State Supreme Court Affirms Conviction Of Albuquerque Man For Fatal Shooting In Dispute Over $30 Drug Debt

NMSC News:
SANTA FE The state Supreme Court has upheld the second-degree murder conviction of an Albuquerque man for a fatal shooting in a dispute over a $30 drug debt, but threw out a first-degree felony murder conviction for the same killing.
Jason Comitz was sentenced to life in prison plus an additional 15 years for the murder and other crimes during the Feb. 1, 2015 shooting at the home of Paul Randy Rael. Rael died, and his son and stepson were wounded. Rael’s wife and a son’s 10-year-daughter were inside the home but unharmed.
In its unanimous ruling, the Court also affirmed Comitz’s convictions on two counts of aggravated battery, two counts of aggravated assault, conspiracy to commit aggravated battery, one count of child abuse and sentencing enhancements for the use of a firearm in the crimes. Several other convictions were vacated.
The shooting occurred several days after Comitz fought with Rael’s stepson at the family home in Albuquerque while attempting to collect $30 that Rael allegedly owed him. Comitz returned to the home with two other men. Rael, his son and stepson came outside. Shots were fired after the two groups exchanged insults and Rael’s son was hit on the head with a pistol handle.
Felony murder is a killing that occurs during the commission of a felony. The crime is considered first-degree murder in New Mexico and is punishable by life in prison. The Court determined that prosecutors failed to prove the felony – shooting at a dwelling – that formed the basis for Comitz’s felony murder conviction.
There was no evidence, the Court said, that when Comitz “fired his pistol he willfully shot at the Raels’ home.”
“Instead, the only reasonable inference from the evidence is that Defendant and his companions specifically and primarily targeted the Raels themselves in the course of a gunfight that took place in front of the dwelling. In other words, the evidence was that the goal of Defendant and his companions was to shoot at the Raels, not at the house,” the Court said in an opinion written by Justice Michael E. Vigil.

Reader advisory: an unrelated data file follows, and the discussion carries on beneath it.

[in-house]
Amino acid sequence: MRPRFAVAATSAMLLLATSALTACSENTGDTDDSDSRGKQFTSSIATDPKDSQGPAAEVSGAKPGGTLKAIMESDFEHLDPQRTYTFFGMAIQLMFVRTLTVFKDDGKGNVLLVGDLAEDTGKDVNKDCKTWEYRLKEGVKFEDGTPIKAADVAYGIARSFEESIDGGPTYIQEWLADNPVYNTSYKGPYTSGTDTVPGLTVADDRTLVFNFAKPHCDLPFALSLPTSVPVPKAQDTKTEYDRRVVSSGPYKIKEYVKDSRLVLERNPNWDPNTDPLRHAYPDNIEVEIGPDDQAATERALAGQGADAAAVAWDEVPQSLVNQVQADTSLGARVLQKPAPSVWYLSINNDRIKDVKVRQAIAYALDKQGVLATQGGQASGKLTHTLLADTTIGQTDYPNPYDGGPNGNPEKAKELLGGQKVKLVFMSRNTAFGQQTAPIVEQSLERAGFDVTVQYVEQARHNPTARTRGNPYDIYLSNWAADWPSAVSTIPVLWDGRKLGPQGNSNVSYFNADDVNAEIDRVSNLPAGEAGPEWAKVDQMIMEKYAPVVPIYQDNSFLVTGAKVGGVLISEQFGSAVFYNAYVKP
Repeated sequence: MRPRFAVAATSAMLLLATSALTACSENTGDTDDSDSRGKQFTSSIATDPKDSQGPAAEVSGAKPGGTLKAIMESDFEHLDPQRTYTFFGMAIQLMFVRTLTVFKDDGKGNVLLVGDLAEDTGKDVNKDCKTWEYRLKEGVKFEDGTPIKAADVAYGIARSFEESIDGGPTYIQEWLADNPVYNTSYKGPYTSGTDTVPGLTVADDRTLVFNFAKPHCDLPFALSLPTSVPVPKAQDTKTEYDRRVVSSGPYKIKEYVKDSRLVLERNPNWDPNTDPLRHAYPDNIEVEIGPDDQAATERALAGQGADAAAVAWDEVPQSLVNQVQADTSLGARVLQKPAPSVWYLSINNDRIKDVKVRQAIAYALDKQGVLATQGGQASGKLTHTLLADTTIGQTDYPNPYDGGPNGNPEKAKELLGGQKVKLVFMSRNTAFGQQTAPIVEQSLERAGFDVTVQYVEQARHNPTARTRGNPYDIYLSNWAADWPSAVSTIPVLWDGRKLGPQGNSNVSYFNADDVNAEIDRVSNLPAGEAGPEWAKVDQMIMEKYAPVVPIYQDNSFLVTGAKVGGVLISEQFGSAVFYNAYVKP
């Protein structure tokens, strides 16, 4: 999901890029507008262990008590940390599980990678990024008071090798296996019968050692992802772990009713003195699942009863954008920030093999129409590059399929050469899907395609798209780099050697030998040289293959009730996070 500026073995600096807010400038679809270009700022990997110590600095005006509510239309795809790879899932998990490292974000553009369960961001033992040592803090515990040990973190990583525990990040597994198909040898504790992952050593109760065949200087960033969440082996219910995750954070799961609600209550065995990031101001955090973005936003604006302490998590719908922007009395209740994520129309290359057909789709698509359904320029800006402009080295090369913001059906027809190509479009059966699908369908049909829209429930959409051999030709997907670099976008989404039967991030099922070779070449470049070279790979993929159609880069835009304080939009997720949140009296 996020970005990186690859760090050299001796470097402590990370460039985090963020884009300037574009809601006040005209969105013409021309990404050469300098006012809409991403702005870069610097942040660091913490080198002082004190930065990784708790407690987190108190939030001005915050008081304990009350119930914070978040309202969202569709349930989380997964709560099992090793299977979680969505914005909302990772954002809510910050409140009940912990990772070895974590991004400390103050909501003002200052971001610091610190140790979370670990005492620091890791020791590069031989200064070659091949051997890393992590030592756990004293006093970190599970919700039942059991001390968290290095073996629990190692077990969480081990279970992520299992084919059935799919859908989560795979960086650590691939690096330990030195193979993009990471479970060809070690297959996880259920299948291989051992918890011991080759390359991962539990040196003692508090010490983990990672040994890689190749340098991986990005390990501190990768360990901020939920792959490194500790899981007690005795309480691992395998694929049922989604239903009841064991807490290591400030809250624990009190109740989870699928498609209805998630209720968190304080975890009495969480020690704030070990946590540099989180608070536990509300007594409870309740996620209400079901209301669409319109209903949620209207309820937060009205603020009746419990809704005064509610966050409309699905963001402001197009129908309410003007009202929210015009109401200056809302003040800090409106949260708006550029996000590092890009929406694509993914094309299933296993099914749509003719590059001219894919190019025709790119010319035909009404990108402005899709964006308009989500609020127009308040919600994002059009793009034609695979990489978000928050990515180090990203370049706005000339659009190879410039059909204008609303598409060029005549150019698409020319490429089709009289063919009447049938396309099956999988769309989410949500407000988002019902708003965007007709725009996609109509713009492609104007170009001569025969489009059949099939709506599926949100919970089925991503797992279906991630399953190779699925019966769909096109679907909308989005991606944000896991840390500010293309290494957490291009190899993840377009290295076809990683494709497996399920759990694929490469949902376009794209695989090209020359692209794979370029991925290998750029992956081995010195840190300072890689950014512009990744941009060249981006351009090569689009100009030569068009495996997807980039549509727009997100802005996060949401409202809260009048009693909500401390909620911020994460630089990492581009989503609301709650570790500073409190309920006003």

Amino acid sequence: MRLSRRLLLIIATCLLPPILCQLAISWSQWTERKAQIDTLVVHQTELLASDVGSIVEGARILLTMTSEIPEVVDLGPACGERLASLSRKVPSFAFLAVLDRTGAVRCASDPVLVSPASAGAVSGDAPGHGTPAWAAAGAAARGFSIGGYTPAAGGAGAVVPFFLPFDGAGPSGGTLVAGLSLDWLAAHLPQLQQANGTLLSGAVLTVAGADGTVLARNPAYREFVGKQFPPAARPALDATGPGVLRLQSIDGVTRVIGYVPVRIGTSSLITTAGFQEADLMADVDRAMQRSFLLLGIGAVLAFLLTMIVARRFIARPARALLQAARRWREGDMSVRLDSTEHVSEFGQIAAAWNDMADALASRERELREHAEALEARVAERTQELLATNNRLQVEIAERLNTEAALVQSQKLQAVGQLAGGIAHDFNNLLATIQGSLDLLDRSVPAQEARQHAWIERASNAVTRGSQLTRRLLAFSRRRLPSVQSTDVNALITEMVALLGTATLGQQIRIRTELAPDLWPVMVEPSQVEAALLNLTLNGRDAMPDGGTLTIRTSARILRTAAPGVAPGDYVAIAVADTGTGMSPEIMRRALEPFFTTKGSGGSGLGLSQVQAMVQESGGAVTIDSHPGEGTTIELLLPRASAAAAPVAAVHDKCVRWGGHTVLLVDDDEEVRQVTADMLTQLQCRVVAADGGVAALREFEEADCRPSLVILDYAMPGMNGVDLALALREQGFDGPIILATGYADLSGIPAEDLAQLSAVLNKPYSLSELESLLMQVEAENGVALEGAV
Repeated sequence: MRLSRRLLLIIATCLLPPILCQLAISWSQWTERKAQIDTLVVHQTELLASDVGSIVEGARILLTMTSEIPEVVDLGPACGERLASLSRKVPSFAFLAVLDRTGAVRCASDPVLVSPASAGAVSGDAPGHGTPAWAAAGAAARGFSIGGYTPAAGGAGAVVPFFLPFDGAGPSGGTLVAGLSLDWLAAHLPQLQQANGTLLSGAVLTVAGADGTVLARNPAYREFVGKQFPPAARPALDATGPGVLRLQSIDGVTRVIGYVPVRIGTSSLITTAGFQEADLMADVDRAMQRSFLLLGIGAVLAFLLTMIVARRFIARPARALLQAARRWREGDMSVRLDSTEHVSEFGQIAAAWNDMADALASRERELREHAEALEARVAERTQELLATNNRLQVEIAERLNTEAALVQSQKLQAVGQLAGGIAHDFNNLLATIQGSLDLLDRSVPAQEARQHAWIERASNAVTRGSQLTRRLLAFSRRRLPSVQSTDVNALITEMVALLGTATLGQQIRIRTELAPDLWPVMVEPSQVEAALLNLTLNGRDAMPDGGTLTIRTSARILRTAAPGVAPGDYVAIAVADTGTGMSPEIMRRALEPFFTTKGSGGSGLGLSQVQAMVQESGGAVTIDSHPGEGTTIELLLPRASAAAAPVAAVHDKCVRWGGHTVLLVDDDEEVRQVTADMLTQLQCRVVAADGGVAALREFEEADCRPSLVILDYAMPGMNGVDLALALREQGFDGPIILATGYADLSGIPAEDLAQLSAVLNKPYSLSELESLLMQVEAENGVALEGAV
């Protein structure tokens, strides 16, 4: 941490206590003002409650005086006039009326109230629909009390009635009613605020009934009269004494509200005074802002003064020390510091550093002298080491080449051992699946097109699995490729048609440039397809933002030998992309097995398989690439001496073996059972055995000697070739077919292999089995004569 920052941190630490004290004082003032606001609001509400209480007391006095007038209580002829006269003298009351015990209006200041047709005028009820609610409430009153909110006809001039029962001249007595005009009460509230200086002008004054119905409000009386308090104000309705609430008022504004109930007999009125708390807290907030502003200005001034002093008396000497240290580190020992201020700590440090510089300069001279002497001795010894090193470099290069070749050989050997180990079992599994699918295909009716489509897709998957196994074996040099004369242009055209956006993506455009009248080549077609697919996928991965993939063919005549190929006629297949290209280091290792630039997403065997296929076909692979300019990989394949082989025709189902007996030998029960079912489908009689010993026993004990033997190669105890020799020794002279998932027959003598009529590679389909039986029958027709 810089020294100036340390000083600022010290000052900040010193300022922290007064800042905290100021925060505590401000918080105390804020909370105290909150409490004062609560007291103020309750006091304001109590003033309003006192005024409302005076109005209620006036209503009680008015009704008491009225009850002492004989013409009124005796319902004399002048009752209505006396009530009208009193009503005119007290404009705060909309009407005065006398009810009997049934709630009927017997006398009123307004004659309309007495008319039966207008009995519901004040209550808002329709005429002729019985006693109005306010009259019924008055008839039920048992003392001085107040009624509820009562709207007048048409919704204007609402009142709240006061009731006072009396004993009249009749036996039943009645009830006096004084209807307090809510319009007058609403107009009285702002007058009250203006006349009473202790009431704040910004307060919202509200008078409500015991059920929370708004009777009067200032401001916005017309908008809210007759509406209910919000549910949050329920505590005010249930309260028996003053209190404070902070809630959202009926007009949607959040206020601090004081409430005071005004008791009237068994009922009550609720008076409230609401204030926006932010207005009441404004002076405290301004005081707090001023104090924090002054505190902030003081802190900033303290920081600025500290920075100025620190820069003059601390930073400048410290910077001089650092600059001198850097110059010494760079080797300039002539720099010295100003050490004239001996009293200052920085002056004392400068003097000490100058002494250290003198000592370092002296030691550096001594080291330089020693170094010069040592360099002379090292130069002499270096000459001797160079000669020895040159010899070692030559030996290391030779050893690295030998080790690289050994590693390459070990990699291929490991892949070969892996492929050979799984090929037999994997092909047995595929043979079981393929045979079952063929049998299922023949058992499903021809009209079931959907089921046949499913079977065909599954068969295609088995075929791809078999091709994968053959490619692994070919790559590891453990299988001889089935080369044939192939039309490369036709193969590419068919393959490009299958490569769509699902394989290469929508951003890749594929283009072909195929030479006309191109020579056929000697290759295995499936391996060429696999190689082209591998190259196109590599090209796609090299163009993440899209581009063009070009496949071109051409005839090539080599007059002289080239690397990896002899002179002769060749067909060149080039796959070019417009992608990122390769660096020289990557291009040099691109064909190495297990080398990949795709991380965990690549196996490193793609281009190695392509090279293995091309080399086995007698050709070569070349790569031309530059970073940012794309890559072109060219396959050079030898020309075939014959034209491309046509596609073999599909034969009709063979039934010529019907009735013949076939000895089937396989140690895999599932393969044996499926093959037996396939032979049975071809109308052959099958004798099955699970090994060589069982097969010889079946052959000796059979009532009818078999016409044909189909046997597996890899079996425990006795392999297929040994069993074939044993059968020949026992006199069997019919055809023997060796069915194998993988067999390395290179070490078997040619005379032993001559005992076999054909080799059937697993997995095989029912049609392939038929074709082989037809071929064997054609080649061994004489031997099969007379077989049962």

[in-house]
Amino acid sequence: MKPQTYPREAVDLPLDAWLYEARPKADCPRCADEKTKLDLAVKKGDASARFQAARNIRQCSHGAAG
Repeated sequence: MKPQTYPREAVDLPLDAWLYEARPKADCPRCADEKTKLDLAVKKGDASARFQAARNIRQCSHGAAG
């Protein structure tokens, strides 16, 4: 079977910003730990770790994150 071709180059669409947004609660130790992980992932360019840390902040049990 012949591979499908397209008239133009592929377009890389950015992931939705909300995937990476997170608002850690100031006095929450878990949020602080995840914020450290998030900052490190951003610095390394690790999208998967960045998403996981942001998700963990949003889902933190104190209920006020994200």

Comitz’s convictions for shooting at a dwelling and conspiracy to shoot at a dwelling were overturned for insufficient evidence to prove the offenses.
The Court ordered the case back to the District Court in Bernalillo County for further proceedings, including new sentencing. Comitz had been sentenced to 15 years for the second-degree murder conviction and additional years in prison for other convictions that were affirmed.
Two aggravated battery convictions were set aside because the Court determined they violated constitutional protections against double jeopardy, which bars multiple punishments for the same offense. Two conspiracy convictions were vacated because of double jeopardy violations.
“Applying the totality of circumstances test, we conclude that the evidence at trial established the existence of only one conspiracy,” the Court said. “First, the location and time of the alleged conspiracies were the same, and they overlapped temporally. The direct and circumstantial evidence showed that the agreement to shoot at the Rael family was formed between Defendant and his companions while they were on the way to the Raels’ home or during the verbal exchange that preceded the exchange of gunfire.”